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1. Overview

In this tutorial, we’ll introduce the concept of Destructuring Declarations in Kotlin, and take a look at how it can be used.

If you want to learn more about Kotlin, check out this article.

2. Destructuring Declarations

This concept consists of treating objects as a set of separate variables.

2.1. Objects

Destructuring an object into multiple variables can be convenient:

val person = Person(1, "Jon Snow", 20)
val(id, name, age) = person

With this, we’ve created three new variables:

println(id)     //1
println(name)   //Jon Snow
println(age)    //20

A destructuring declaration is compiled as the following code:

val id = person.component1();
val name = person.component2();
val age = person.component3();

In order to use destructuring declaration, we need to make sure either the component is marked with the operator or the class is marked with the data keywords.

For more on Data Classes in Kotlin, don’t forget to check this article.

2.2. Return Types

Destructuring declarations can also be used when working with return values:

fun getPersonInfo() = Person(2, "Ned Stark", 45)
val(id, name, age) = getPersonInfo()

Or let’s say we need to return two values from a function:

fun twoValuesReturn(): Pair<Int, String> {
    // ...
    return Pair(1, "success")
}

val (result, status) = twoValuesReturn()

2.3. Collections and For-loops

Iterate a collection with for-loops can be done with destructuring declarations, like this:

for ((a, b) in collection) { ... }

The variables a and b are assigned values returned by component1() and component2() methods – which return first two elements in a collection.

However, in a Map, the variables would be key and value, respectively:

var map: HashMap<Int, Person> = HashMap()

map.put(1, person)

for((key, value) in map){
    println("Key: $key, Value: $value")
}

2.4. Underscore and Destructuring in Lambdas

In case we don’t need all values obtained in a destructuring declaration, we can use underscore instead of the variable name:

val (_, name, age) = person

Or, if not needed fields are at the end, we can omit them at all:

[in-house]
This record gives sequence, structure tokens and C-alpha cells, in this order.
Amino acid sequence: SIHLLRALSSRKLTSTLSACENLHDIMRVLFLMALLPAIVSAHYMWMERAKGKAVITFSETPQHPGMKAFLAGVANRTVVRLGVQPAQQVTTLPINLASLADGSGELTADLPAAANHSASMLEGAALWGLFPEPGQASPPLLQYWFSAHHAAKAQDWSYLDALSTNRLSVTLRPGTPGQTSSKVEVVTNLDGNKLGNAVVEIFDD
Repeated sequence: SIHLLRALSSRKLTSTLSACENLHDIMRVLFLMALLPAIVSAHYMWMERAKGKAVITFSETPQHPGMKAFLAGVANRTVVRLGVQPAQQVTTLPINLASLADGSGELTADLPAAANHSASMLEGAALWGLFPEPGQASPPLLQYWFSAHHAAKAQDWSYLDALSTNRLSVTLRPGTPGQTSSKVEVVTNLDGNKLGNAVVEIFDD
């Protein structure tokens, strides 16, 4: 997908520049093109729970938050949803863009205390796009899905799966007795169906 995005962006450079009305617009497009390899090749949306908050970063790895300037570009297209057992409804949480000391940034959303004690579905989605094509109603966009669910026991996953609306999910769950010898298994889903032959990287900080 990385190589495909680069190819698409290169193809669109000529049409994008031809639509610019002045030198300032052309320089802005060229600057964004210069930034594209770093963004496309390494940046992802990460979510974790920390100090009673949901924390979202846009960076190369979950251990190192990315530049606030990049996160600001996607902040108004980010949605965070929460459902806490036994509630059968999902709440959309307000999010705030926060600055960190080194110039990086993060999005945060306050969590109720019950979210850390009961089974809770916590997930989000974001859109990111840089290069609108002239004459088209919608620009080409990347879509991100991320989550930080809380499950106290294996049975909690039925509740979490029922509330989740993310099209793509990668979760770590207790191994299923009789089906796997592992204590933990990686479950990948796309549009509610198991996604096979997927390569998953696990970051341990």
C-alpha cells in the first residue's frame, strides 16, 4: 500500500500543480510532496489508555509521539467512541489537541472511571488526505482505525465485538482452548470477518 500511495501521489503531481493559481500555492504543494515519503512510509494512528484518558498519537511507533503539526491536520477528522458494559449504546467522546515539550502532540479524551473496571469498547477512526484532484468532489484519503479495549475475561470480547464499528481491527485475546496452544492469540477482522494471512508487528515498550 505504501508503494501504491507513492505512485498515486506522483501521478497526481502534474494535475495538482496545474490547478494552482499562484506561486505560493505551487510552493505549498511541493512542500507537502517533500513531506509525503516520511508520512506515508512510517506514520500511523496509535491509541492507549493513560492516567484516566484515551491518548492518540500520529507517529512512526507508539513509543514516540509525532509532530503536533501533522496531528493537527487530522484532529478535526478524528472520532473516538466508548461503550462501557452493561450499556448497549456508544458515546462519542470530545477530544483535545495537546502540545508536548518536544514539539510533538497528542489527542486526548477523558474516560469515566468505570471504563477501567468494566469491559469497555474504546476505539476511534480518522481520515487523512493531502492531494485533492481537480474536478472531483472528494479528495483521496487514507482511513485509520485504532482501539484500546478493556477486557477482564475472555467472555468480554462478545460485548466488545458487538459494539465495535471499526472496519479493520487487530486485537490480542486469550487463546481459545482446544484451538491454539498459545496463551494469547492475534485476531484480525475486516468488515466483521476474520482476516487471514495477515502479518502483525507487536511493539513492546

val (id, name) = person

We can also use the destructuring declarations syntax for lambda parameters, as long as it is a type with the appropriate componentN functions:

map.mapValues { entry -> "${entry.value}!" }
map.mapValues { (key, value) -> "$value!" }

Be aware of the difference between declaring two parameters and declaring a destructuring pair:

{ a -> ... } // one parameter
{ a, b -> ... } // two parameters
{ (a, b) -> ... } // a destructured pair
{ (a, b), c -> ... } // a destructured pair and another parameter

3. Conclusion

In this quick article, we’ve approached Destructuring Declarations in Kotlin, with its many usages and particularities.

To learn more about Kotlin, definitely, check out our other articles such as Overview of Kotlin Collections API and the already mentioned Data Classes in Kotlin.

And, as always, the full implementation of these examples can be found in our GitHub project.

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2 Comments on "Destructuring Declarations in Kotlin"

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R Micha Berger
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Not yet using Kotlin, so I am speaking only from theory, but I would think that
“Be aware of the difference between declaring two parameters and declaring a destructuring pair”
is an issue that will repeatedly bite someone who lives in a java8 – Kotlin hybrid environment.

Grzegorz Piwowarek
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Not that much, I am now alternating between Java 8, Scala and Kotlin. How many scenarios are in Java 8 where you get a similar Kotlin-like syntax? Probably lambda parameters only “(a, b) -> …” but it should not be a problem because we are in the strong static typing world and compiler should save us in most cases

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